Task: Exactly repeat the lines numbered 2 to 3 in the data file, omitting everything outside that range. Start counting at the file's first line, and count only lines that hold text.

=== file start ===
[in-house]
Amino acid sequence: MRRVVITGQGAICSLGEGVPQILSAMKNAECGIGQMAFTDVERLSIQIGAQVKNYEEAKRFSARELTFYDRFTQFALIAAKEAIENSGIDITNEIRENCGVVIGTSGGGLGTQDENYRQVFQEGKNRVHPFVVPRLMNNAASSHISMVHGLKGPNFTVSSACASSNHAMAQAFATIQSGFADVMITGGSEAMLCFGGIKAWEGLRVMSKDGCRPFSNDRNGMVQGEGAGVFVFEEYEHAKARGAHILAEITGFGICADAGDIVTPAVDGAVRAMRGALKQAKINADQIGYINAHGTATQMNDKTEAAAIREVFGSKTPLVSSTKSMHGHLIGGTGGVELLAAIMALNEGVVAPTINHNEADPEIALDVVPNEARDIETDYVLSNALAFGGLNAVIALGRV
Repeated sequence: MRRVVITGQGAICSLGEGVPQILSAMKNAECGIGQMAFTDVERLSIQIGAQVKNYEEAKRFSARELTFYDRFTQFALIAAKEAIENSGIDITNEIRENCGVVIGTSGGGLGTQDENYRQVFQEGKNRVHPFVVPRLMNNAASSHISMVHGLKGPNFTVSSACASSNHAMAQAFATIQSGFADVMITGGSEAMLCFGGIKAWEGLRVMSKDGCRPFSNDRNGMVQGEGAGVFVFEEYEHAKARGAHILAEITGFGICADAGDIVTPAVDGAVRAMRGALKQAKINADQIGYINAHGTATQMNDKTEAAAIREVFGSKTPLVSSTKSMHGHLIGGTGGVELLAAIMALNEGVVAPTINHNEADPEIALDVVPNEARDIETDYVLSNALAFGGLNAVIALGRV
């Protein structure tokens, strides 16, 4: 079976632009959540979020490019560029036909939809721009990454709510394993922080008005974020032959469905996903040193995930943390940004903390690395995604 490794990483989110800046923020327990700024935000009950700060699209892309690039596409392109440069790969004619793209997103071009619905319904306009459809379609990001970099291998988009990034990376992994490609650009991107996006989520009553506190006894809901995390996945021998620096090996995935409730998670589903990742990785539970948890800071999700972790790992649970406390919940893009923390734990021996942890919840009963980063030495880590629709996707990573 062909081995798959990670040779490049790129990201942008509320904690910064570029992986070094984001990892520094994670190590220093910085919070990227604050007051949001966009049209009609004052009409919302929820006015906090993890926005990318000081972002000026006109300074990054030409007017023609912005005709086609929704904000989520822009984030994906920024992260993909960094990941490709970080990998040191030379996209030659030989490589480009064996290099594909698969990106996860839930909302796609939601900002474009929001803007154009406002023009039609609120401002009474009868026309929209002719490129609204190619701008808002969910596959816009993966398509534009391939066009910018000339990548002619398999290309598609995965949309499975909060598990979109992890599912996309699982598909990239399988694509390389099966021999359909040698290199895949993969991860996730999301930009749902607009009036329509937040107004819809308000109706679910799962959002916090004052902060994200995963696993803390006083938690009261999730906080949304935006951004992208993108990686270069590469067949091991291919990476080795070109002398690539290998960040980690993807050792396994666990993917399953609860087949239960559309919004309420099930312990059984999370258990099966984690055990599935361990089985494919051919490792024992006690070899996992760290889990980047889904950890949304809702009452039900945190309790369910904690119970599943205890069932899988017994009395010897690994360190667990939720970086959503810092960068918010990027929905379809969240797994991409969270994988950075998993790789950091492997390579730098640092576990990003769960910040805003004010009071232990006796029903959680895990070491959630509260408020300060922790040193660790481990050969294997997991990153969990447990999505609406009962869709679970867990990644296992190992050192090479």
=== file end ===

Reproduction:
Amino acid sequence: MRRVVITGQGAICSLGEGVPQILSAMKNAECGIGQMAFTDVERLSIQIGAQVKNYEEAKRFSARELTFYDRFTQFALIAAKEAIENSGIDITNEIRENCGVVIGTSGGGLGTQDENYRQVFQEGKNRVHPFVVPRLMNNAASSHISMVHGLKGPNFTVSSACASSNHAMAQAFATIQSGFADVMITGGSEAMLCFGGIKAWEGLRVMSKDGCRPFSNDRNGMVQGEGAGVFVFEEYEHAKARGAHILAEITGFGICADAGDIVTPAVDGAVRAMRGALKQAKINADQIGYINAHGTATQMNDKTEAAAIREVFGSKTPLVSSTKSMHGHLIGGTGGVELLAAIMALNEGVVAPTINHNEADPEIALDVVPNEARDIETDYVLSNALAFGGLNAVIALGRV
Repeated sequence: MRRVVITGQGAICSLGEGVPQILSAMKNAECGIGQMAFTDVERLSIQIGAQVKNYEEAKRFSARELTFYDRFTQFALIAAKEAIENSGIDITNEIRENCGVVIGTSGGGLGTQDENYRQVFQEGKNRVHPFVVPRLMNNAASSHISMVHGLKGPNFTVSSACASSNHAMAQAFATIQSGFADVMITGGSEAMLCFGGIKAWEGLRVMSKDGCRPFSNDRNGMVQGEGAGVFVFEEYEHAKARGAHILAEITGFGICADAGDIVTPAVDGAVRAMRGALKQAKINADQIGYINAHGTATQMNDKTEAAAIREVFGSKTPLVSSTKSMHGHLIGGTGGVELLAAIMALNEGVVAPTINHNEADPEIALDVVPNEARDIETDYVLSNALAFGGLNAVIALGRV